To my girlfriends from those days, then: you, too, have my sympathy and regret. It was ultimately for the best that we parted ways, but I treated you badly, and for that I am sorry.

When eventually I fell away from the Church, the realization that I no longer had need to abide by those restrictions came in a slow and surreal awakening. Here I was, the door of adult sexuality open to me as it had been for years, but barely knowing what to expect should I choose to walk through. When I began dating again, I wrote a letter to my new girlfriend warning her of and apologizing in advance for my hangups in sexuality and my relative inexperience. We did all right, thankfully: we got married a little over a year ago, and continue to get along fine, in all respects!

I do wonder sometimes what my maturation would have been like, absent those dubious burnt-in lessons–if, perhaps, I’d grown up under the Liberal Catholic Church instead of the Roman one. A different set of awkward memories and little regrets, no doubt, but probably a healthier path overall. As I continue my search for abiding truths to fill the role that religion once served for me, the matter of sexual morality becomes a crucial criterion. Only those philosophies with a greater emphasis on concepts like consent, tolerance, joy, and exploration than shame and repression make the cut.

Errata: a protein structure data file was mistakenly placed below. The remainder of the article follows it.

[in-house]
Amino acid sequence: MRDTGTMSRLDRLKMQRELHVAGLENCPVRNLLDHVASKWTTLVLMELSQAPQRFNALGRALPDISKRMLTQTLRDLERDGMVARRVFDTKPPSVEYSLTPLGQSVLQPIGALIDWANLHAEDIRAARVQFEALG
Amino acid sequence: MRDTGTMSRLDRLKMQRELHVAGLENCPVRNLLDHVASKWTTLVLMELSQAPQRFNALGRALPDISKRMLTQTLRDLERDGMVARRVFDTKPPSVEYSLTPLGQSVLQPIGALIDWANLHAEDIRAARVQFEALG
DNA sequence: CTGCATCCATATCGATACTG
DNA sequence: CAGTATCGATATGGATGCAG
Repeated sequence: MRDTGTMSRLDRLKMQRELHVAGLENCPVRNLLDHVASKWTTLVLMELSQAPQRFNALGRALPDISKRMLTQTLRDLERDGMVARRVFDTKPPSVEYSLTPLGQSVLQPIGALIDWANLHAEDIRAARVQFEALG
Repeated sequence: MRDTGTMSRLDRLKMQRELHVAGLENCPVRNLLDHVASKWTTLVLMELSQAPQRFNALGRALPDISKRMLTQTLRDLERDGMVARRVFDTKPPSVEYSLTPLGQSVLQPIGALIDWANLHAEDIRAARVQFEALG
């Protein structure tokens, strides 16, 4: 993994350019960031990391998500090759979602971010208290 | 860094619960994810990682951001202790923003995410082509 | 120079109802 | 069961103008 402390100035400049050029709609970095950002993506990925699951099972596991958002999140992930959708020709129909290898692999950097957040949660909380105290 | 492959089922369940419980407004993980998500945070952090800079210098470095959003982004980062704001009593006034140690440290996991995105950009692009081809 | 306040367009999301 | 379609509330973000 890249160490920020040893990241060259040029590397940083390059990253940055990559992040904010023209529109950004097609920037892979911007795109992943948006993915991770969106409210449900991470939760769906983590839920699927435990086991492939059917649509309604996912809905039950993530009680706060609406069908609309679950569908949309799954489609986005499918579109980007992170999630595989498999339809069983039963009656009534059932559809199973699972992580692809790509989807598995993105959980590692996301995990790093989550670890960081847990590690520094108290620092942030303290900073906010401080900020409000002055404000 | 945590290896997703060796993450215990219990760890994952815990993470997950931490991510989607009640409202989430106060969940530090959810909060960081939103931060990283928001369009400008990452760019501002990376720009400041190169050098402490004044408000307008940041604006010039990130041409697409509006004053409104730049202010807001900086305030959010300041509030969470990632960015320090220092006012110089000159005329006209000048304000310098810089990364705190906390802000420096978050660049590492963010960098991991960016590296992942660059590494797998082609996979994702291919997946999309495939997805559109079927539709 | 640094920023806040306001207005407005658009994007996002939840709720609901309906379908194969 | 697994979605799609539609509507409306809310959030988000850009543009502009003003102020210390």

The Patriarchy and Other Conspiracies

Kali Ranya:

When I made it to high school English and thus graduated from analysis of story structure like exposition, climax, and resolution to the exegesis properly called “literary criticism,” I found it a wondrous experience. Here were these stories I already enjoyed reading made into a whole new sort of game, going between the lines to guess at the author’s hidden meanings! It was like playing at spies with Shakespeare across the centuries, he penning his poetry with a wink, I winking back as I set to the task of decoding it.